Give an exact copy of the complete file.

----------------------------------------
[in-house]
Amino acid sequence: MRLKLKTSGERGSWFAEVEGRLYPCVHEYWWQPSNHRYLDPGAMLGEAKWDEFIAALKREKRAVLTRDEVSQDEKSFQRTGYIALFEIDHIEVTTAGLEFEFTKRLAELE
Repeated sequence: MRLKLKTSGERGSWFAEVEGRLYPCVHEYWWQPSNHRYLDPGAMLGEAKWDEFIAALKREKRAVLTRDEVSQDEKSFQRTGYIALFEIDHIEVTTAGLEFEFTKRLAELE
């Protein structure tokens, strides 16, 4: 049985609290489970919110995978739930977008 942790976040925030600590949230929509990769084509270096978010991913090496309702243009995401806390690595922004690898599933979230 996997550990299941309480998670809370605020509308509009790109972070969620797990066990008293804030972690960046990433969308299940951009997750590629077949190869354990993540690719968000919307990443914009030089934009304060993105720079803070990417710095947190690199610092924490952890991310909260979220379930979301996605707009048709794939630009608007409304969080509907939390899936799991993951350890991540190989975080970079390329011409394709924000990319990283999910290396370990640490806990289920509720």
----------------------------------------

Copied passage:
[in-house]
Amino acid sequence: MRLKLKTSGERGSWFAEVEGRLYPCVHEYWWQPSNHRYLDPGAMLGEAKWDEFIAALKREKRAVLTRDEVSQDEKSFQRTGYIALFEIDHIEVTTAGLEFEFTKRLAELE
Repeated sequence: MRLKLKTSGERGSWFAEVEGRLYPCVHEYWWQPSNHRYLDPGAMLGEAKWDEFIAALKREKRAVLTRDEVSQDEKSFQRTGYIALFEIDHIEVTTAGLEFEFTKRLAELE
């Protein structure tokens, strides 16, 4: 049985609290489970919110995978739930977008 942790976040925030600590949230929509990769084509270096978010991913090496309702243009995401806390690595922004690898599933979230 996997550990299941309480998670809370605020509308509009790109972070969620797990066990008293804030972690960046990433969308299940951009997750590629077949190869354990993540690719968000919307990443914009030089934009304060993105720079803070990417710095947190690199610092924490952890991310909260979220379930979301996605707009048709794939630009608007409304969080509907939390899936799991993951350890991540190989975080970079390329011409394709924000990319990283999910290396370990640490806990289920509720």